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A porcelain brain sits balanced on a scale opposite a large crystal on a Spatium gallery shelf. In the next room, a gold-plated tooth, made from porcelain, sits inside a small antique presentation box.

Those pieces, titled “3 Pounds” and “Heirloom” are pivotal in “Crowns and Nitrous Oxide,” the very personal, yet universal, thought-provoking exhibition by Bri Murphy.

The modeled brain, you see, is accurate to 1 percent of the size of Murphy’s own brain, taken from an MRI and cast in porcelain. The crystal that balances it is there because of a Sigmund Freud notion that the brain and crystals each shatter in predetermined fashion.

Taking that idea literally, Murphy drops a porcelain brain in the looping video performance “Cycle Infinite.” Then, continuing the theme, comes “Self Portrait - Diptych” -- a pair of brains, one titled “Midas” that is covered in gold luster, the second, the intricately hand-carved “Medusa.”

Completing that room is a series of digital prints on aluminum of an MRI profile -- again of her brain -- with geometric patterns imposed over the brain image -- titled “Trigonal Slice.”

That work, which has a strange beauty, is about as personal as art can get. So are the teeth that are the subject matter of the second room --- and inspired the exhibition’s title.

“Heirloom” comes from Murphy’s father, who died when she was 10. He had a mouthful of gold teeth and would joke about not burying him with all that money in his mouth.

But there’s another Freudian connection to the teeth work as well -- his notion that dreaming of teeth falling out is an anxiety dream.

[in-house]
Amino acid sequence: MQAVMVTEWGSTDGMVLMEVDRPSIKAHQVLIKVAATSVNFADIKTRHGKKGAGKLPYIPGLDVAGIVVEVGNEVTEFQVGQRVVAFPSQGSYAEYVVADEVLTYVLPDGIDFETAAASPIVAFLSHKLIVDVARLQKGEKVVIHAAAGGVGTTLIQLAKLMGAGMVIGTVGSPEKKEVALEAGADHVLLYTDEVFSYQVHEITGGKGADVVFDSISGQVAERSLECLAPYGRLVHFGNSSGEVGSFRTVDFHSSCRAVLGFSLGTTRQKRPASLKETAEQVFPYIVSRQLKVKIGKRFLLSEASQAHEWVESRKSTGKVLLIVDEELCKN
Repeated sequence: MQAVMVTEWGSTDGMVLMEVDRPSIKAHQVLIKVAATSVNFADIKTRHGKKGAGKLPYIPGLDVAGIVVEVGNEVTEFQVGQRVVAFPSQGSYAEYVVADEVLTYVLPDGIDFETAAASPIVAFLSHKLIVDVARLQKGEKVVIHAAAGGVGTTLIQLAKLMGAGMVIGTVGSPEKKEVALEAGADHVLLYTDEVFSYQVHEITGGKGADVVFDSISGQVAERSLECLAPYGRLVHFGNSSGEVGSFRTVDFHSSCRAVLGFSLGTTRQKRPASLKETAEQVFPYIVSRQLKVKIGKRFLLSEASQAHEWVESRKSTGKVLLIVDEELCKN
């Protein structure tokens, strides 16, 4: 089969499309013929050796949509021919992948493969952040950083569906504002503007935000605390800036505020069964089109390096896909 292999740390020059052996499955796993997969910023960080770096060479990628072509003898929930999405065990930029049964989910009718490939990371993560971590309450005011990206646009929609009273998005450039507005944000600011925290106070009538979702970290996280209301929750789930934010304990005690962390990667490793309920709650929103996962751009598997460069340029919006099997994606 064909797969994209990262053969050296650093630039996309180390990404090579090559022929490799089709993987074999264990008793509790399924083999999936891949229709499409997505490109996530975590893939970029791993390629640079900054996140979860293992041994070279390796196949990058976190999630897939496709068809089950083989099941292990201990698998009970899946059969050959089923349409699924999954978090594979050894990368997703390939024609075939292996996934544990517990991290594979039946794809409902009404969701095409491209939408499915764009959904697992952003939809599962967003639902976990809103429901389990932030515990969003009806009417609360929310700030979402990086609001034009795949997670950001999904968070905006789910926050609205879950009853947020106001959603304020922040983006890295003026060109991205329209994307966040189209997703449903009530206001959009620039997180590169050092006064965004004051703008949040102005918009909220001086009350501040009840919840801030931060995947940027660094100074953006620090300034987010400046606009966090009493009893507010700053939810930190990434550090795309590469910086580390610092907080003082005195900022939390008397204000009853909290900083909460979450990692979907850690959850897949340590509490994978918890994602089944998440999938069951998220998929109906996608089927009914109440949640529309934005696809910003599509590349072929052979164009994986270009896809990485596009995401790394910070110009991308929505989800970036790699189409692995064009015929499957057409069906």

Having suffered from anxiety and drawn to monotonous, labor-intensive work as a kind of therapy -- “Medusa” took more than 100 hours to carve -- Murphy created “Freud’s Dream Therapy,” an ink dream of zillions of tiny teeth made with small lines held in place by hundreds of straight pins.

More playfully, Murphy has placed gold-plated teeth, modeled from her wisdom teeth, into small vials that once contained her medicine. That piece is called “Tiny Dreams,” and each is for sale -- when purchased the buyer initials the space where the tooth and vial sat on a drawing of the layout.

Murphy, a Vermont native moved to Lincoln in 2013 to be an artist in residence at the Lux Center for the Arts after graduating from State University of New York in New Paltz, where she studied ceramics and art history.

Now the Lux gallery director, Murphy made the work in the “3 Pounds” during her residency there and completed all the work in the show since she has been in Lincoln.

That includes a third room of her more recent, experimental pieces that includes an encaustic piece titled “Self Portrait of an Epileptic” complete with EEG readings, a brain with wires called “Monitor,” recalling the testing Murphy has had on her brain and another covered with medical script, “Prescription Brain.”

The anatomical nature of the exhibition has been unsettling for some. But it was what makes Murphy’s art universal and resonant. We all have brains and teeth and can’t not at least consider of the shattering of the former and the loss of the latter -- with all that’s associated with that, including the Freudian concepts Murphy introduces into the discussion.

That makes “Crowns and Nitrous Oxide” a show that lingers in the mind well after leaving the gallery -- evidence of its success as a group of impressively crafted objects and a content-rich, provocative show.

“Crowns and Nitrous Oxide” is the first exhibition in the expanded Spatium, which has moved into about half of the Parrish Project space formerly occupied by Darger HQ.

With about triple the previous wall and floor space, Spatium can now present larger, more ambitious shows -- and picked a perfect starting example with “Crowns and Nitrous Oxide.”

Murphy’s exhibition, one of the best contemporary art shows I’ve seen in Lincoln this year, runs through Friday, when a closing reception will be held from 6 to 10 p.m. See it.

Reach the writer at 402-473-7244 or On Twitter @LJSWolgamott.


Entertainment reporter/columnist

L. Kent Wolgamott is an entertainment reporter and columnist.

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